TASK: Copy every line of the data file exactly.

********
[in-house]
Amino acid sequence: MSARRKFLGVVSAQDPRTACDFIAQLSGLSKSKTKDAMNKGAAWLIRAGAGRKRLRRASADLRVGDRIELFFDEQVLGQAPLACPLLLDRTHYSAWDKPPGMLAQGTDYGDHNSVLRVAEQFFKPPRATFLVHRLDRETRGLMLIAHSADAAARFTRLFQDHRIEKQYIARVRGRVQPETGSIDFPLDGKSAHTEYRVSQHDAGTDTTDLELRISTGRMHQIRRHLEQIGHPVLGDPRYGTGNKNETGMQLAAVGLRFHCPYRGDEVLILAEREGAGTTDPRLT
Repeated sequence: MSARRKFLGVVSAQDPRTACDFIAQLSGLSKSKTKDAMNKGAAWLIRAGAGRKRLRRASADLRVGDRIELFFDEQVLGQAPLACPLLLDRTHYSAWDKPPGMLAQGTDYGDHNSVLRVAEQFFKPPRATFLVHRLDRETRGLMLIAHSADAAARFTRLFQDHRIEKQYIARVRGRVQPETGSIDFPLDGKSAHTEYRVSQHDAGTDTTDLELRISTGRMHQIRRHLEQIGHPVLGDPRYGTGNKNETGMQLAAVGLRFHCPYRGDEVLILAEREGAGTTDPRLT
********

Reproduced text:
[in-house]
Amino acid sequence: MSARRKFLGVVSAQDPRTACDFIAQLSGLSKSKTKDAMNKGAAWLIRAGAGRKRLRRASADLRVGDRIELFFDEQVLGQAPLACPLLLDRTHYSAWDKPPGMLAQGTDYGDHNSVLRVAEQFFKPPRATFLVHRLDRETRGLMLIAHSADAAARFTRLFQDHRIEKQYIARVRGRVQPETGSIDFPLDGKSAHTEYRVSQHDAGTDTTDLELRISTGRMHQIRRHLEQIGHPVLGDPRYGTGNKNETGMQLAAVGLRFHCPYRGDEVLILAEREGAGTTDPRLT
Repeated sequence: MSARRKFLGVVSAQDPRTACDFIAQLSGLSKSKTKDAMNKGAAWLIRAGAGRKRLRRASADLRVGDRIELFFDEQVLGQAPLACPLLLDRTHYSAWDKPPGMLAQGTDYGDHNSVLRVAEQFFKPPRATFLVHRLDRETRGLMLIAHSADAAARFTRLFQDHRIEKQYIARVRGRVQPETGSIDFPLDGKSAHTEYRVSQHDAGTDTTDLELRISTGRMHQIRRHLEQIGHPVLGDPRYGTGNKNETGMQLAAVGLRFHCPYRGDEVLILAEREGAGTTDPRLT